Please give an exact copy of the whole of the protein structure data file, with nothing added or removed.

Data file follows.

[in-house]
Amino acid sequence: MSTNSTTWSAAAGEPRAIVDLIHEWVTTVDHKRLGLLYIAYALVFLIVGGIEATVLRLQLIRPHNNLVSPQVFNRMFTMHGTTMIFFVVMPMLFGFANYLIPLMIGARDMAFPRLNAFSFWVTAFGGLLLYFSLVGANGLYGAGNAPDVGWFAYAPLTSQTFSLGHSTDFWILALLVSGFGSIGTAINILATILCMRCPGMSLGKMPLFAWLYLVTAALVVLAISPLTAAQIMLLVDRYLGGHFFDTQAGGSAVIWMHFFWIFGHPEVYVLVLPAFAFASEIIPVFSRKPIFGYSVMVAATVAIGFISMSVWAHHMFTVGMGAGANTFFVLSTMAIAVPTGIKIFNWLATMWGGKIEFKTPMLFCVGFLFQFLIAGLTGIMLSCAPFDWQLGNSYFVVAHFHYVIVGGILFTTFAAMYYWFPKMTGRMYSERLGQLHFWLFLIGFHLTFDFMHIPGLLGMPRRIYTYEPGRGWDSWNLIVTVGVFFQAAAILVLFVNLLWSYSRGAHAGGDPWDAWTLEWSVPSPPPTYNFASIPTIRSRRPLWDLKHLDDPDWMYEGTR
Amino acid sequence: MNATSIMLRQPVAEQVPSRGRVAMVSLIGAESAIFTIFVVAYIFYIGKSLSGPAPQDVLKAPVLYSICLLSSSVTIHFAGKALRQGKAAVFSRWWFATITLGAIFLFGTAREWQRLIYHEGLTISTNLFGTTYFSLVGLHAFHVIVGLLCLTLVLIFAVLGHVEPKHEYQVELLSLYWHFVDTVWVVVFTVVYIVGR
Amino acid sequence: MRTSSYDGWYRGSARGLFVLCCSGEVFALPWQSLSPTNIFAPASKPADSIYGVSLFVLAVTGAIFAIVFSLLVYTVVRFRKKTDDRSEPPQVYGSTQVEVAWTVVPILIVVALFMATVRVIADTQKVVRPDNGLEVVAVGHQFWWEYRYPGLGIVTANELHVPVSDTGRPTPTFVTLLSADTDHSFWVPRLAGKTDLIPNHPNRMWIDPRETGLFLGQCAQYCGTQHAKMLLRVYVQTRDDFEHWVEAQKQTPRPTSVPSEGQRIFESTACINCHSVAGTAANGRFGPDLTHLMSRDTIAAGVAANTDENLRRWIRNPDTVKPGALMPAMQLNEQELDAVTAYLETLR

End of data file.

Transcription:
[in-house]
Amino acid sequence: MSTNSTTWSAAAGEPRAIVDLIHEWVTTVDHKRLGLLYIAYALVFLIVGGIEATVLRLQLIRPHNNLVSPQVFNRMFTMHGTTMIFFVVMPMLFGFANYLIPLMIGARDMAFPRLNAFSFWVTAFGGLLLYFSLVGANGLYGAGNAPDVGWFAYAPLTSQTFSLGHSTDFWILALLVSGFGSIGTAINILATILCMRCPGMSLGKMPLFAWLYLVTAALVVLAISPLTAAQIMLLVDRYLGGHFFDTQAGGSAVIWMHFFWIFGHPEVYVLVLPAFAFASEIIPVFSRKPIFGYSVMVAATVAIGFISMSVWAHHMFTVGMGAGANTFFVLSTMAIAVPTGIKIFNWLATMWGGKIEFKTPMLFCVGFLFQFLIAGLTGIMLSCAPFDWQLGNSYFVVAHFHYVIVGGILFTTFAAMYYWFPKMTGRMYSERLGQLHFWLFLIGFHLTFDFMHIPGLLGMPRRIYTYEPGRGWDSWNLIVTVGVFFQAAAILVLFVNLLWSYSRGAHAGGDPWDAWTLEWSVPSPPPTYNFASIPTIRSRRPLWDLKHLDDPDWMYEGTR
Amino acid sequence: MNATSIMLRQPVAEQVPSRGRVAMVSLIGAESAIFTIFVVAYIFYIGKSLSGPAPQDVLKAPVLYSICLLSSSVTIHFAGKALRQGKAAVFSRWWFATITLGAIFLFGTAREWQRLIYHEGLTISTNLFGTTYFSLVGLHAFHVIVGLLCLTLVLIFAVLGHVEPKHEYQVELLSLYWHFVDTVWVVVFTVVYIVGR
Amino acid sequence: MRTSSYDGWYRGSARGLFVLCCSGEVFALPWQSLSPTNIFAPASKPADSIYGVSLFVLAVTGAIFAIVFSLLVYTVVRFRKKTDDRSEPPQVYGSTQVEVAWTVVPILIVVALFMATVRVIADTQKVVRPDNGLEVVAVGHQFWWEYRYPGLGIVTANELHVPVSDTGRPTPTFVTLLSADTDHSFWVPRLAGKTDLIPNHPNRMWIDPRETGLFLGQCAQYCGTQHAKMLLRVYVQTRDDFEHWVEAQKQTPRPTSVPSEGQRIFESTACINCHSVAGTAANGRFGPDLTHLMSRDTIAAGVAANTDENLRRWIRNPDTVKPGALMPAMQLNEQELDAVTAYLETLR